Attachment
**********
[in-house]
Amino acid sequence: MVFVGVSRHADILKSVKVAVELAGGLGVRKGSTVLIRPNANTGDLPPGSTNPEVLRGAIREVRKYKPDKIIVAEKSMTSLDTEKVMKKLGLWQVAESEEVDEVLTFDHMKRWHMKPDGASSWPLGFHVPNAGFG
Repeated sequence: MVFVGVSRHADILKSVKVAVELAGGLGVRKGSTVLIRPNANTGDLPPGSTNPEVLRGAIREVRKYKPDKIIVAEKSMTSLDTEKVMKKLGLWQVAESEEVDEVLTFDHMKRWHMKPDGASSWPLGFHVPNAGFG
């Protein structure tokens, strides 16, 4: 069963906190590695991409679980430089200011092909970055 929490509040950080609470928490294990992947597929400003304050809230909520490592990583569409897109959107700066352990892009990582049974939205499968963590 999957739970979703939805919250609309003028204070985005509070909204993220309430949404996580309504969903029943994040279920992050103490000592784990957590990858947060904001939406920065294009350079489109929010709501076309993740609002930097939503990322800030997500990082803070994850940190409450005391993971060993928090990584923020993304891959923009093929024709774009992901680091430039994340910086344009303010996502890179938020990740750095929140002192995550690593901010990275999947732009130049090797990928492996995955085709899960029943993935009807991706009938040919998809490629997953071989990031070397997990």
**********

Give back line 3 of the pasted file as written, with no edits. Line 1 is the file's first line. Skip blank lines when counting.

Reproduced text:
Repeated sequence: MVFVGVSRHADILKSVKVAVELAGGLGVRKGSTVLIRPNANTGDLPPGSTNPEVLRGAIREVRKYKPDKIIVAEKSMTSLDTEKVMKKLGLWQVAESEEVDEVLTFDHMKRWHMKPDGASSWPLGFHVPNAGFG